The crossing takes about 55 mins, and in good weather, sitting out on the sun deck watching the Ayrshire coast recede into the distance can be very pleasant. For the cyclist, it also has the benefit of telling you which direction the wind is coming from, in our case it was from the ENE. This is useful to know, as it can help you decide which way to go round the island. One of the great things about going round an island with a circumnavigatory road, such as Arran, is that once you have decided in which direction you are going to make your circumnavigation, it is hard to get lost. It is just a case of keeping the sea on your left if going round clockwise or on your right if going anticlockwise. On Arran if the sea is behind you, a steep hill and the setting sun in front, you are going up the String Road, which is cheating. Our target for the first day was to get to Blackwaterfoot, where we had booked a B&B for the overnight stay.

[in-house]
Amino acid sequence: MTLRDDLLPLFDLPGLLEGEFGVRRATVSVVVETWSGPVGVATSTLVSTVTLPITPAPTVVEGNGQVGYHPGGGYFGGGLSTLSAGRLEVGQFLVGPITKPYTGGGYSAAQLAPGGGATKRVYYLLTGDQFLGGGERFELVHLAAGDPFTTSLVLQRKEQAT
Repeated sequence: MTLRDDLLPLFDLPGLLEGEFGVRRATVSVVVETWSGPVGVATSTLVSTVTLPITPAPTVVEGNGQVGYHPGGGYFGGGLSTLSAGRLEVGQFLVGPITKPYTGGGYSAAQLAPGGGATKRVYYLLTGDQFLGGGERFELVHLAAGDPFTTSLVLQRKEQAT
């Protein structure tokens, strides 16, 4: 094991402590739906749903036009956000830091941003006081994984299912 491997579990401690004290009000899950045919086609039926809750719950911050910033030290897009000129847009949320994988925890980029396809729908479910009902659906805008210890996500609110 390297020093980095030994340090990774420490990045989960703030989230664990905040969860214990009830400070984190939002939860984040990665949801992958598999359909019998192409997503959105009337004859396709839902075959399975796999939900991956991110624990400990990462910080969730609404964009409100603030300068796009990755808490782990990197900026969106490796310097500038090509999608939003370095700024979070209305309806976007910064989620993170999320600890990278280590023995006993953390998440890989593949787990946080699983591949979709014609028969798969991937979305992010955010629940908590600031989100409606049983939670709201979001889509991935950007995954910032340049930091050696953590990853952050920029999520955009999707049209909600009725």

When planning to stay on an Island, it is often a good idea to book your accommodation in advance. This was something that Ulli and I had discovered on a previous visit to Arran three years ago. We arrived on a Friday night, having only booked that night in advance. Having arrived on the island, we went straight to the Tourist Office to arrange accommodation for the Saturday night, only to find that there were three weddings on the island that weekend, and that all the approved accommodation on the island was fully booked. We were given a list of B&Bs which had previously been listed but were no longer on the list and warned that not all of them would still be in business and those that were might not be of an acceptable quality. It was from this list that we found the wonderful Mrs Bannatyne of Lochside Guesthouse near Blackwaterfoot, an object lesson in the best of Scottish hospitality. The reason for it not being on the approved list was simple, they are almost always fully booked and so don’t need the Tourist Office approval or recommendation. This time they were fully booked all week, so we had to stay elsewhere is Blackwaterfoot, enough said about that.